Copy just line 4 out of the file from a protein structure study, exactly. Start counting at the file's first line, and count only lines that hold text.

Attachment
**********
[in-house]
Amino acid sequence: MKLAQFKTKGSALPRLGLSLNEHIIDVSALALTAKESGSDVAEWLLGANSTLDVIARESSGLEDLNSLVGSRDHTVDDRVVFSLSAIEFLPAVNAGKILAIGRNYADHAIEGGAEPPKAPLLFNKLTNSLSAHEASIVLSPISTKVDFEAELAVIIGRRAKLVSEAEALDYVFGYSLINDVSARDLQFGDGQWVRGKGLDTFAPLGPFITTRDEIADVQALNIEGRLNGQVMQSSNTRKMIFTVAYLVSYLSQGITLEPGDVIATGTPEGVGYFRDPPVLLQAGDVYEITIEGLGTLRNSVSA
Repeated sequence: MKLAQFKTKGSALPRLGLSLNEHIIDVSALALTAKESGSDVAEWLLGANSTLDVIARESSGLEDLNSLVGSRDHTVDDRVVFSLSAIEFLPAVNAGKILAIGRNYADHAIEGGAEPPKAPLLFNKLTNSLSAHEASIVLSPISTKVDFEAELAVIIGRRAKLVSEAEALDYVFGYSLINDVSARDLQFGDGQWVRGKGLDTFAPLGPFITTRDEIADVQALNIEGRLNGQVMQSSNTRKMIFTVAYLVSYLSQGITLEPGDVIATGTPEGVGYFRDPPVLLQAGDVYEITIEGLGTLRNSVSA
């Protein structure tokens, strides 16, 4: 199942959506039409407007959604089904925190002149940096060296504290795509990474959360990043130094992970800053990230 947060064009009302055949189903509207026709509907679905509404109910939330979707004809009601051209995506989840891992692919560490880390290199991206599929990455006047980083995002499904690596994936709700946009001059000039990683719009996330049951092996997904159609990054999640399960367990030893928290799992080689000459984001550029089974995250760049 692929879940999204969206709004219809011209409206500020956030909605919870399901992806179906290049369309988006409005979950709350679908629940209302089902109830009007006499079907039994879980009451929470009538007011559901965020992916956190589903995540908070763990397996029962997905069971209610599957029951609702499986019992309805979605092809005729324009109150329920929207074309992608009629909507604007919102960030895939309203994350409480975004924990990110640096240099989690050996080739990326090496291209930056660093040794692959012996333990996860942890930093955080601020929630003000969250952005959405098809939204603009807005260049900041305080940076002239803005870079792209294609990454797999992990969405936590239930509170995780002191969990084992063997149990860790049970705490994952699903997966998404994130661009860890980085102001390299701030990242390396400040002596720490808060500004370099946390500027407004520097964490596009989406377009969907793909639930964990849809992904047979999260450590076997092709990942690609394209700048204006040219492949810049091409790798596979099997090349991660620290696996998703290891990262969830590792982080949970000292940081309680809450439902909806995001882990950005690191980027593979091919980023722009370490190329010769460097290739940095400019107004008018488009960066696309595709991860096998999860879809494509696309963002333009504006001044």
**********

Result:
């Protein structure tokens, strides 16, 4: 199942959506039409407007959604089904925190002149940096060296504290795509990474959360990043130094992970800053990230 947060064009009302055949189903509207026709509907679905509404109910939330979707004809009601051209995506989840891992692919560490880390290199991206599929990455006047980083995002499904690596994936709700946009001059000039990683719009996330049951092996997904159609990054999640399960367990030893928290799992080689000459984001550029089974995250760049 692929879940999204969206709004219809011209409206500020956030909605919870399901992806179906290049369309988006409005979950709350679908629940209302089902109830009007006499079907039994879980009451929470009538007011559901965020992916956190589903995540908070763990397996029962997905069971209610599957029951609702499986019992309805979605092809005729324009109150329920929207074309992608009629909507604007919102960030895939309203994350409480975004924990990110640096240099989690050996080739990326090496291209930056660093040794692959012996333990996860942890930093955080601020929630003000969250952005959405098809939204603009807005260049900041305080940076002239803005870079792209294609990454797999992990969405936590239930509170995780002191969990084992063997149990860790049970705490994952699903997966998404994130661009860890980085102001390299701030990242390396400040002596720490808060500004370099946390500027407004520097964490596009989406377009969907793909639930964990849809992904047979999260450590076997092709990942690609394209700048204006040219492949810049091409790798596979099997090349991660620290696996998703290891990262969830590792982080949970000292940081309680809450439902909806995001882990950005690191980027593979091919980023722009370490190329010769460097290739940095400019107004008018488009960066696309595709991860096998999860879809494509696309963002333009504006001044």